The Trouble with Career Sites
The Trouble with Career Sites
Career sites do work, don't they? Sure some of them are just bad, but are all the rest just awful? How do the people really find the best jobs?
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Last week featured some unexpected alterations (read: extensions) to my travel plans, and this week featured me playing a bit of catch up. So, Monday featured no post at all, and Wednesday was a cross post. If I do one thing this week, it’ll be to remain true to my attempts to regularly answer reader questions. Here’s the question in question:
Do you group the other common jobs sites with Monster (i.e. Dice, Muse, Hired, Indeed, Stack Overflow careers)?
Or is Monster just bad?
First of all, an advanced caveat. I am not familiar with Muse or Indeed, so I’ll skip them and speak to what I know. The short answer to the question is “I mostly group these sites together, and I think that using any of them to look for jobs is the Greyhound Bus of finding jobs.” But, not all Greyhound Bus rides are equal — on some a drunk hobo throws up in your lap, and on some the drunk hobo just falls asleep on your shoulder. And, with one of the sites here, I’d say you’re not really even riding a bus. Let me do a bit of forced ranking.
The Vomiting Hobo: Monster/Dice/Career Builder/Etc.
These are sites where the currency is the “experience tuple” that I described last year. A company spits out a list of acronyms that no mortal knows all of, and tons of mortals compete to fib most convincingly that they do. With such a promising start, it’s hard to conceive of how this ends in anything but mutual bliss, and yet, that’s what usually happens.
The problem with this approach is that it does nothing but punt the question of mutual fit to the job interview, which is another terrible means of assessing fit (I go into this extensively in the book I’m writing, if you’re interested). The only real difference between the HR/recruiter/phone interview phase and the actual interview is that everyone knows the first part doesn’t work, but we like to think the second part does. Neither one works, and you’d be better off calling these the resume padding phase and the question-asker self-importance phase.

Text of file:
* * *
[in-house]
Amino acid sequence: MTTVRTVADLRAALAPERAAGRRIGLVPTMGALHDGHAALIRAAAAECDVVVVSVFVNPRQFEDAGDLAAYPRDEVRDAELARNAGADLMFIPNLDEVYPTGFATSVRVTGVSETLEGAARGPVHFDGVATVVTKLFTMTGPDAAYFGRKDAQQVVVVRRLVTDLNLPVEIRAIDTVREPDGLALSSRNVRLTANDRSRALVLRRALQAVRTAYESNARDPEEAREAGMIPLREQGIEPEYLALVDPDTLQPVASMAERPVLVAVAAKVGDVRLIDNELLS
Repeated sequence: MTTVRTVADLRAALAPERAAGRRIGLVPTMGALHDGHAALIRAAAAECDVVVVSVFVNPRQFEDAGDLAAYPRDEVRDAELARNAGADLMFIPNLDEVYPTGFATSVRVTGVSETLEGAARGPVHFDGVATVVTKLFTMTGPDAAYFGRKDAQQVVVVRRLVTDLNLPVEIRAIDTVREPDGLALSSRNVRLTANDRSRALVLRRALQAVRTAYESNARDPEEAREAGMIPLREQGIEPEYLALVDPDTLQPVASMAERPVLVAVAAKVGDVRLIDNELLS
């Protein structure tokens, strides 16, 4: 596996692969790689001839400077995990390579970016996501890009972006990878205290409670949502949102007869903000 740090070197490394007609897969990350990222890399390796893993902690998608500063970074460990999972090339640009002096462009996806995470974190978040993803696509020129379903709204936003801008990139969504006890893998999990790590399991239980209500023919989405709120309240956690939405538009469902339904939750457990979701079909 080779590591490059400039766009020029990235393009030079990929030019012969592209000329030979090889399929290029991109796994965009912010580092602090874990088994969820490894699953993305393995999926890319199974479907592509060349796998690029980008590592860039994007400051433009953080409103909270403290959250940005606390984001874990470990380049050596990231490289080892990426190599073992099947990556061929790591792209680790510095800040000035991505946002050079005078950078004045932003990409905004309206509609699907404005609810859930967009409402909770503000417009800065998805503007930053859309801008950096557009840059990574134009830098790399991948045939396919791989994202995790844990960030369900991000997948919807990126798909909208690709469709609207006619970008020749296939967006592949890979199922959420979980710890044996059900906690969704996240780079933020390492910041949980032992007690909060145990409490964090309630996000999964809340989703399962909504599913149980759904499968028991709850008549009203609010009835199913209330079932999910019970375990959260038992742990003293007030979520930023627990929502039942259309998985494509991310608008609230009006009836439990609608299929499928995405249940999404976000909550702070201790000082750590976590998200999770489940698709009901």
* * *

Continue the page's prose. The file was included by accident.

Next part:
I realize that I’m being excessively cynical with the last couple of paragraphs, but this is to drive home a point. The default job-site approach is the equivalent to a process of “register for dating site, go on a speed date that night, get married the next day.” Both parties will puff themselves up, be entirely wrong about their ability to see through the other side’s puffing in person, and then get married. And then take a Greyhound to their honeymoon, sitting next to the drunk hobo they just married.
The Sleeping Hobo: Hired
For those of you not familiar with Hired, it was a site that used to be called DeveloperAuction.com, and it’s actually kind of cool. Certainly an original premise, and I went through their system as a candidate in the very early going because I was intrigued by that premise. As advertised to me: put yourself out there, get offers, and then talk to the companies (predominantly startups when I did it). Intriguing, right?
The way it works is (last I checked, anyway) to invert the process to some degree, moving the salary piece of it right to the front. So, you sign up for a “round” (basically, you make yourself eligible for a few weeks), and then you wait. Offers then come in. A company wants a Ruby dev for 90K per year. Nah, not your favorite tech and too little. A company wants a node programmer and they’ll pay you $110K. Awesome! Now comes the job interview part, where both of you decide whether it’d be a good fit.
This is still the vomiting hobo process, but with a “fail fast” spin on it. You don’t bother with the interview part unless the money is right. To me, this is a small but important optimization. Because I can tell you from experience that there are few things more frustrating than going through the awkwardness of the interview gauntlet only to discover that they want you to come maintain some non-version controlled legacy software for a 10% paycut. Hired prevents this. But, at the end of the day, it’s still the same bus ride — just without the added indignity of vomit.
The Car Ride: Stack Overflow Careers
Stack Overflow careers is a legitimate step up from any of these others, to the point where it’s a fundamentally different mode of transit. The key? Data.